Fair Park is a 277-acre venue containing one of the largest complexes in the American Southwest devoted to year-round cultural, entertainment, exhibition and sports facilities.
Within the 30-structure Fair Park complex is the largest intact concentration of 1930s-era exposition buildings and public art in the United States. It is also one of the most significant sites in the world for Art Deco architecture.
Fair Park’s location dates to the first Dallas State Fair, which occurred in 1886. However, many of the existing buildings arose for the 1936 Texas Centennial Exposition, which attracted more than seven million visitors. More structures – some of which are connected to the annual State Fair of Texas – have arrived since then.
FAIR PARK GROUNDS HIGHLIGHTS
1886 | The first Dallas State Fair takes place, with the Parry Avenue entrance as the original main entrance into Fair Park.
1905 | The Centennial Building debuts as the fairground’s first steel-and- masonry exhibition building. Its eight murals, originally painted by Carlo Ciampaglia, depict various forms of transportation. Architect George Dahl renovated this building for the 1936 Exposition.
1910 | Dallas’ first municipal coliseum is built in Fair Park. Designed for horse shows by day and operas by night, the building had its Art Deco façade added during 1935 renovations. The State Fair of Texas used the building until 1994, when The Women's Museum restored the entire building. The Women's Museum closed in 2011.
1930 | The Cotton Bowl Stadium opens on what had been the infield of an old racetrack. It is the largest stadium in the American South at the time. In 1936, Architect George Dahl revitalizes it for the Texas Centennial Exposition. Upper decks get added in 1948 and 1949. Today, the Cotton Bowl also has additional seating around each end zone.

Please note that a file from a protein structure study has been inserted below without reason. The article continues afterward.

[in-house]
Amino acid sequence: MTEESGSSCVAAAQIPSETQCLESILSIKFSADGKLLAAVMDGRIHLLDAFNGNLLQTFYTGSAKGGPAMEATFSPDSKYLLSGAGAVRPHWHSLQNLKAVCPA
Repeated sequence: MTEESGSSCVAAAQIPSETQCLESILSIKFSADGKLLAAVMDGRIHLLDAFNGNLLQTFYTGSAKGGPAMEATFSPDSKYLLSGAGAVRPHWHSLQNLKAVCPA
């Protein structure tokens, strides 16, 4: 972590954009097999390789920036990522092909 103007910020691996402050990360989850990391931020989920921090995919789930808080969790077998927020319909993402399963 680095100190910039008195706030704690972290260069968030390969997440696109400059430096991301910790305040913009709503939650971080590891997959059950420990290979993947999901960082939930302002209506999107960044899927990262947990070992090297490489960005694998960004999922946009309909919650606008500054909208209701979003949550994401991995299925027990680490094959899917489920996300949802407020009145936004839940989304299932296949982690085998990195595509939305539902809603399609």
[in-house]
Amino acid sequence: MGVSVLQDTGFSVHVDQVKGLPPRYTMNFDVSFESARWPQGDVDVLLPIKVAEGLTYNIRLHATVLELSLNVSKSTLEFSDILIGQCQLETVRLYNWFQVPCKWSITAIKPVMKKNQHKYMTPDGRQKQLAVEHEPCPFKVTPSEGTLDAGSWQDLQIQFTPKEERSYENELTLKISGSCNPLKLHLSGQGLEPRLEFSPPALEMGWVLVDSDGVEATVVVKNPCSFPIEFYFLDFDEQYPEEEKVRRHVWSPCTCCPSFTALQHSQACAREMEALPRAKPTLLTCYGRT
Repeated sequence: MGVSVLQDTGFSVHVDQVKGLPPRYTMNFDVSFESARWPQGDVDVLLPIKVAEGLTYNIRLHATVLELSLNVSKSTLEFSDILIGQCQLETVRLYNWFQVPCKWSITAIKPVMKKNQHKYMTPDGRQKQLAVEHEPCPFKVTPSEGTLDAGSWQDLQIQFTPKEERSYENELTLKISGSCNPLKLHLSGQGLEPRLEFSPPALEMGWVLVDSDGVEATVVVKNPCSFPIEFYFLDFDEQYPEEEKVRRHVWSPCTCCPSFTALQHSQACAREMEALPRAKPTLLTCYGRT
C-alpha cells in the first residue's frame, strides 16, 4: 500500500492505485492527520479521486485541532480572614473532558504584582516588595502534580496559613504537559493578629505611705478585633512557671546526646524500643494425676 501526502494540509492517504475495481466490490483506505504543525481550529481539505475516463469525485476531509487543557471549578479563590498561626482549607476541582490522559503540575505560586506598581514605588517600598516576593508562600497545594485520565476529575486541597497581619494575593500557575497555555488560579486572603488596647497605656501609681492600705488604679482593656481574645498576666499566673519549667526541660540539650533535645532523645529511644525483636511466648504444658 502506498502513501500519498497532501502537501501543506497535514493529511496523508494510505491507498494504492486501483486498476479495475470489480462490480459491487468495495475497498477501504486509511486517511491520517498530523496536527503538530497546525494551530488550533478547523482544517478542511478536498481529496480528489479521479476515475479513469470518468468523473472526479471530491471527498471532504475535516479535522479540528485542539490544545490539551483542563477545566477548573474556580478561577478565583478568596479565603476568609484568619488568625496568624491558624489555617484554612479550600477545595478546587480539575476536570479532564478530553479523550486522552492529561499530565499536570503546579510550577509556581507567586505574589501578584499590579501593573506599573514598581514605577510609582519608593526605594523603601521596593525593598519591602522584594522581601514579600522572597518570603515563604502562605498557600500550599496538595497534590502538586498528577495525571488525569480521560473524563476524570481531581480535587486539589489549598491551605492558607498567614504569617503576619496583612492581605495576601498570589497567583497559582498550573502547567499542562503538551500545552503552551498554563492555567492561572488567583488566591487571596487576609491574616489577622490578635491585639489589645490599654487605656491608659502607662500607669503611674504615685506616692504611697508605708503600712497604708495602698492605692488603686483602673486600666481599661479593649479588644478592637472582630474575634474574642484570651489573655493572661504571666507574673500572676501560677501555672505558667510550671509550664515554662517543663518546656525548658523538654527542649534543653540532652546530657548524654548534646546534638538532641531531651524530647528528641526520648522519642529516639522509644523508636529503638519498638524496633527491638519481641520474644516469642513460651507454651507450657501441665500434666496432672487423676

1936 | The Tower Building, Hall of State, Museum of Fine Arts (now the Perot Museum of Nature and Science at Fair Park) and other new buildings and works of art open in time for the 1936 Exposition.
1986 | Fair Park supporters help restore and renovate the park’s long-neglected assets. Friends of Fair Park, a 501(c)(3) non-profit, is created to raise money and find new uses for the Centennial structures. It also establishes year-round uses for Fair Park.
1998 | Extensive renovations come to many Fair Park buildings and artworks. They include the Spirit of the Centennial sculpture outside the former Women's Museum, the Tower Building eagle, and the Pan American building complex.
Today, the City of Dallas' Fair Park Administration – a division of the city's Park and Recreation Department – oversees Fair Park's grounds. Fair Park is supported by the Friends of Fair Park.